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Virtual Open Systems Scientific Publications

x86 System Management Mode Evaluation for Mixed Critical Systems

Secure mixed criticality on x86 systems


Applications in Electronics Pervading Industry, Environment and Society 2020 (ApplePies).


Mixed criticality, VM high performance, x86 SMM, virtualization, security.


Nikos Mouzakitis, Michele Paolino, Daniel Raho (Virtual Open Systems), Miltos Grammatikakis (Hellenic Mediterranean University)


As autonomous driving, industry 4.0, smart cities, etc. become very popular, safety relevant computing is demanding high performance processors to manage an increasing number of sensors, actuators and control units. In this context, safety critical environments (typically run by real time operating systems) have to co-exist with one or multiple functional rich environments, e.g., Linux. Existing virtualization technologies today are considered not secure enough to isolate these two execution environment types. For this reason this paper evaluates x86 System Management Mode (SMM) for mixed critical virtualization solutions. Considering them as key performance indicators, interrupt context switch and the minimal round trip time overheads have been measured. The obtained results on an Intel platform of respectively 1.39 and 12.73 microseconds, confirm a high potential for SMM. At the best of our knowledge, this is the first work considering SMM as possible solution for mixed critical environments.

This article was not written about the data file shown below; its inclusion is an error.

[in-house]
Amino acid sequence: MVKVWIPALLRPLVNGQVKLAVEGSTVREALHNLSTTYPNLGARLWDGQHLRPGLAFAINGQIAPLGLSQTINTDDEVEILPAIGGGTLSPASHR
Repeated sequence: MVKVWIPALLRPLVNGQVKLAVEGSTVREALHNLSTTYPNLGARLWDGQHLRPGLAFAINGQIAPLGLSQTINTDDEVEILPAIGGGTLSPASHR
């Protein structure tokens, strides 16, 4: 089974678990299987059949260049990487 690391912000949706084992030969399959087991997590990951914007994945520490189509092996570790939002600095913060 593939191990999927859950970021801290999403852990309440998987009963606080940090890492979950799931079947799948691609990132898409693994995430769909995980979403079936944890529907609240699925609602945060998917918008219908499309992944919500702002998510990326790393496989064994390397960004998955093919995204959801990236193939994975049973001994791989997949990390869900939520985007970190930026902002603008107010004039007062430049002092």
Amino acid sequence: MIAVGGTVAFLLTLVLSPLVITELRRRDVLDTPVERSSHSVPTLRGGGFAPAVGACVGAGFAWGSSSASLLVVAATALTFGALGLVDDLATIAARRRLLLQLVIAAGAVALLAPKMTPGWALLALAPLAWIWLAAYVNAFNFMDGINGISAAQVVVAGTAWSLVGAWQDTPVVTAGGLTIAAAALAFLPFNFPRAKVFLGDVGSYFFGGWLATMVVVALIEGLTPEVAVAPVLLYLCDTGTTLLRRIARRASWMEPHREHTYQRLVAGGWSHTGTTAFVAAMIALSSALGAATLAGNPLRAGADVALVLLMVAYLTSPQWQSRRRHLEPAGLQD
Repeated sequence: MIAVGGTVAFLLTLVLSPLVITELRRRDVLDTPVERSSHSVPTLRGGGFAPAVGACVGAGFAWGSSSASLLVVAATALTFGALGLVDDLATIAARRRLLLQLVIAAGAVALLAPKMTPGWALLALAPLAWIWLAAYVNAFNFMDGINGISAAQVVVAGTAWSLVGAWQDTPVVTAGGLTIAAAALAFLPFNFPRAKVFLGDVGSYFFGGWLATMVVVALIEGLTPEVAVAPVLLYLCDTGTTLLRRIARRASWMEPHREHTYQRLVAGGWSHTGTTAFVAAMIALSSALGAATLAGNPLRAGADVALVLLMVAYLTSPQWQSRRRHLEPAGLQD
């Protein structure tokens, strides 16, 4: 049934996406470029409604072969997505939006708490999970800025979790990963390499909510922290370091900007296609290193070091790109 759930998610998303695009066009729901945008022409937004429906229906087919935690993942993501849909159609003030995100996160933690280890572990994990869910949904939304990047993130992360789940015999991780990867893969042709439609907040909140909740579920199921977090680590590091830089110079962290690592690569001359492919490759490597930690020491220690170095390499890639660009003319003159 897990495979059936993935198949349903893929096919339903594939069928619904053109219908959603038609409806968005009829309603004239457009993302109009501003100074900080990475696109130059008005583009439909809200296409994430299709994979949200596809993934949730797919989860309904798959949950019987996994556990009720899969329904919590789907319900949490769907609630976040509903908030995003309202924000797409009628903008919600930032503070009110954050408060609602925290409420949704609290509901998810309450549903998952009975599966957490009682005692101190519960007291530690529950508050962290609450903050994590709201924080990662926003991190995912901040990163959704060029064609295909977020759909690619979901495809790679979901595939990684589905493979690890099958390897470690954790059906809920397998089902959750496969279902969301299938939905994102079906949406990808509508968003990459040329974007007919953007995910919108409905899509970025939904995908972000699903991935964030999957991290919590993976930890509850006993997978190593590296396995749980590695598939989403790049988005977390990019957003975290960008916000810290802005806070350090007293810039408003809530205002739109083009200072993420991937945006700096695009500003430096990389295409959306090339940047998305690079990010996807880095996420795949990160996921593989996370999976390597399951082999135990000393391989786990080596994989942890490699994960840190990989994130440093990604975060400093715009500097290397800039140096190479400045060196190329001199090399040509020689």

Mixed critical systems are today increasingly important with the emergence of autonomous driving, industrial internet of things, smart cities applications. In fact, there is a need to combine software with different levels of criticality in a single platform, to satisfy both certification (e.g., ISO26262 for automotive, IEC61511 for industry, etc.) and user experience requirements (Linux, Android, etc.). An example of mixed critical application is certainly the cockpit of a road vehicle, where safety related warning icons driven by a Real Time Operating System (RTOS) coexist with infotainment (connectivity, radio, road sign recognition, etc.) based on Linux. The performance requirement of mixed criticality systems are increasing as well, driven by autonomous driving, industry 4.0, etc. In this context, there is a need of virtualization solutions that enable a safe and performant execution of different operating systems. Key requirements for such solutions are: i) strong isolation in terms of memory, CPU and IO, ii) low overhead and iii) certifiability. Existing technologies today, i.e., certified hypervisors, leverage low footprint and CPU virtualization extensions to address requirements. However, there are important security issues with virtualization, mainly due to the fact that this technology has not been designed with security or functional safety in mind. For this reason, looking for a solution that provides high computing power and robustness in terms of security and functional safety, this paper proposes to use x86 based processors System Management Mode (SMM) for mixed critical applications. In fact SMM provides a strongly isolated execution environments that runs no intermediation (low overhead) and benefits from a very thin Trusted Computing Base (certifiability). The key idea behind this is to use the isolation provided by SMM to protect the safety critical execution environment, while the feature rich execution environment is run transparently on the system. In this paper, feasibility of this approach is evaluated by measuring the overhead that would be introduced in CPU context-switch operations between an operating system in SMM mode and Linux.

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